The value of taking the time to staystitch is to avoid curved edges, such as necklines, collars, and armholes, stretching out of shape during construction.
And staystitching does this by holding the grain line threads of deep curves, such as the neckline and armholes, in place. In other words, staystitching stabilizes curved edges.
Okay. Now for the rules…
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Rules of Staystitching
Rule #1: You MUST staystitch immediately after cutting your pattern out!
Rule #2: You ALWAYS staystitch your fabric in a single layer.
Rule #3: Regardless of seam allowance width, you ALWAYS stitch ⅛ inch from the stitching line inside the seam allowance (SA).
Rule #4: You don’t need to remove staystitching.
And, of course, there are several ways that you can stabilize your edges…
2 Ways to Staystitch
There are several ways to staystitch curved edges.
And here are just two of the easiest ways to make sure your curved edges know their place:
- Using your sewing machine, set your stitch length to a regular stitch for the fabric you’re sewing and sew your staystitching line; or
- Finish your all edges with a 3-step zigzag BEFORE construction of your garment. Don’t use a regular zigzag for this.
Alright. It’s time to learn how simple it is to staystitch…
Staystitching Is Directional
To avoid funky, ugly, stretchy distortion of necklines and armholes, these are the precise directions in which you need to staystitch curves:
To staystitch a scoop neck front bodice…
Staystitch (sew) from…
- Neck point (NP) to center front (CF) or center back (CB) on scooped necklines and collars
- NP to shoulder point (SP) on shoulder seams
- SP to underarm on armholes
Repeat on the back bodice.
And to staystitch a V-neck front bodice, sew from the point of the V up to the NP on one side; and then repeat on the other side.
To staystitch a skirt, sew from…
- Side seams to CF or CB at waistline; and
- Hipline up to waist at the side seams.
Alright. Now that you know the direction in which to go, let’s learn how to staystitch…
How to Staystitch
- Mark the staystitching line of your curves. In the image above, I marked the the staystitching line in red. I also marked the seam line in blue for the purpose of this tutorial.
- Set your stitch length to regular for the type of fabric you’re sewing.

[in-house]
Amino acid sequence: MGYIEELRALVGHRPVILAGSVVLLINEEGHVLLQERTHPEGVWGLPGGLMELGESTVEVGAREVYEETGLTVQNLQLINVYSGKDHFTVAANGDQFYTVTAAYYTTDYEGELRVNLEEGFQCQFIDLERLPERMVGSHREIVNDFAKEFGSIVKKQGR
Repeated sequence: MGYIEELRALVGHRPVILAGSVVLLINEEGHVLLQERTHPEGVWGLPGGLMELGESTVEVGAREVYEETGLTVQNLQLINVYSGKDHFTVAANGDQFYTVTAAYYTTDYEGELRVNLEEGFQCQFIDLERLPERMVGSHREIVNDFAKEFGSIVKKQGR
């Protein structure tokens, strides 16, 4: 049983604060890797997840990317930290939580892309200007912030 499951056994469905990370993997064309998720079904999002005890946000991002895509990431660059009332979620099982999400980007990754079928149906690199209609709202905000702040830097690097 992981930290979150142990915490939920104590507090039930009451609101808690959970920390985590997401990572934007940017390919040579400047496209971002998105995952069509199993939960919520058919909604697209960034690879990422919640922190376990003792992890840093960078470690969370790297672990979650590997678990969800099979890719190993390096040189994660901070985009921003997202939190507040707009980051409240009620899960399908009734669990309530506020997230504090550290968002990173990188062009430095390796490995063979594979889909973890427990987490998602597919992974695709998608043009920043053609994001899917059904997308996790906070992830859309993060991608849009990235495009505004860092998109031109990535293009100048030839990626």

- Then, position your fabric in a single layer under your presser foot.
- Stitch inside the seam allowances (SA) ⅛ inch from the stitching line. In other words, if you’re using the standard 5/8 inch SA, you would be stitching ½ inch from the raw edge or ⅛ inch from the stitching line.
- Staystitch one side of the garment piece from the right side (RS), and then flip it so you can the staystitch the other side from the WS. In the image above, you would stop at the V-notch, which is located at CF, and flip the piece to the WS to sew from the NP to CF.
Remember: Staystitching is directional sewing. For example, when staystitching a scooped neckline on a front bodice piece, you would staystitch from the NP to CF on the RS of the garment. Then, you would flip the garment to the wrong side (WS) and staystitch from the NP to the CF on the other half.
Not taking the time to flip your bodice at CF can lead to a stretched out, ugly of the neckline. And you don’t want that, do you?!
- Once you’ve completed staystitching your garment piece, layer the tissue pattern piece on top of garment piece to make sure the garment piece’s size and shape still match the tissue pattern’s piece.
Well, there you have it.
You now know that staystitching stabilizes curved edges and how to put this very important skill in action.
It is a crucial first step in constructing insanely well-made clothes. Don’t skip it!
Life is the ultimate red carpet event. Dress for it!
RELATED: Click HERE to learn the basic skills you need to sew insanely pretty clothes!
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RELATED: Click HERE if you’re ready to begin this journey and would like to buy my recommended tools and supplies!